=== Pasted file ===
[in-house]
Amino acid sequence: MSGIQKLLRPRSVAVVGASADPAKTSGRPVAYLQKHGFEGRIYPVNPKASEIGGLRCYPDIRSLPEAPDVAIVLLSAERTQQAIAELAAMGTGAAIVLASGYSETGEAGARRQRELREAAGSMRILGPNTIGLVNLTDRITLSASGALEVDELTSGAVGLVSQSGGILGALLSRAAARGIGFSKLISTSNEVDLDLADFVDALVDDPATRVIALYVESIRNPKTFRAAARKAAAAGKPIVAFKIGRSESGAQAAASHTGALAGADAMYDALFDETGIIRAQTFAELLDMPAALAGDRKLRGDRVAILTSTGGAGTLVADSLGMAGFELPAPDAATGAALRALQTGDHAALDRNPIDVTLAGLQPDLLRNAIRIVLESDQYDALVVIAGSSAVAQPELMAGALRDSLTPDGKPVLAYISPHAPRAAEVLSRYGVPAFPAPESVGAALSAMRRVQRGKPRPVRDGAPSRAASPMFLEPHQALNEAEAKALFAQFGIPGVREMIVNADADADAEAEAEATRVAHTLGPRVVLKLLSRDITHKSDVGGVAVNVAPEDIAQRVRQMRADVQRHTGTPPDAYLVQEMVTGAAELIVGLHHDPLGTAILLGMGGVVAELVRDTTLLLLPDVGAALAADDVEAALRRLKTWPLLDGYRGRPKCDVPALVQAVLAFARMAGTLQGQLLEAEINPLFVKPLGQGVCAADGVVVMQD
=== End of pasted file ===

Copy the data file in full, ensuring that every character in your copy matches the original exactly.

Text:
[in-house]
Amino acid sequence: MSGIQKLLRPRSVAVVGASADPAKTSGRPVAYLQKHGFEGRIYPVNPKASEIGGLRCYPDIRSLPEAPDVAIVLLSAERTQQAIAELAAMGTGAAIVLASGYSETGEAGARRQRELREAAGSMRILGPNTIGLVNLTDRITLSASGALEVDELTSGAVGLVSQSGGILGALLSRAAARGIGFSKLISTSNEVDLDLADFVDALVDDPATRVIALYVESIRNPKTFRAAARKAAAAGKPIVAFKIGRSESGAQAAASHTGALAGADAMYDALFDETGIIRAQTFAELLDMPAALAGDRKLRGDRVAILTSTGGAGTLVADSLGMAGFELPAPDAATGAALRALQTGDHAALDRNPIDVTLAGLQPDLLRNAIRIVLESDQYDALVVIAGSSAVAQPELMAGALRDSLTPDGKPVLAYISPHAPRAAEVLSRYGVPAFPAPESVGAALSAMRRVQRGKPRPVRDGAPSRAASPMFLEPHQALNEAEAKALFAQFGIPGVREMIVNADADADAEAEAEATRVAHTLGPRVVLKLLSRDITHKSDVGGVAVNVAPEDIAQRVRQMRADVQRHTGTPPDAYLVQEMVTGAAELIVGLHHDPLGTAILLGMGGVVAELVRDTTLLLLPDVGAALAADDVEAALRRLKTWPLLDGYRGRPKCDVPALVQAVLAFARMAGTLQGQLLEAEINPLFVKPLGQGVCAADGVVVMQD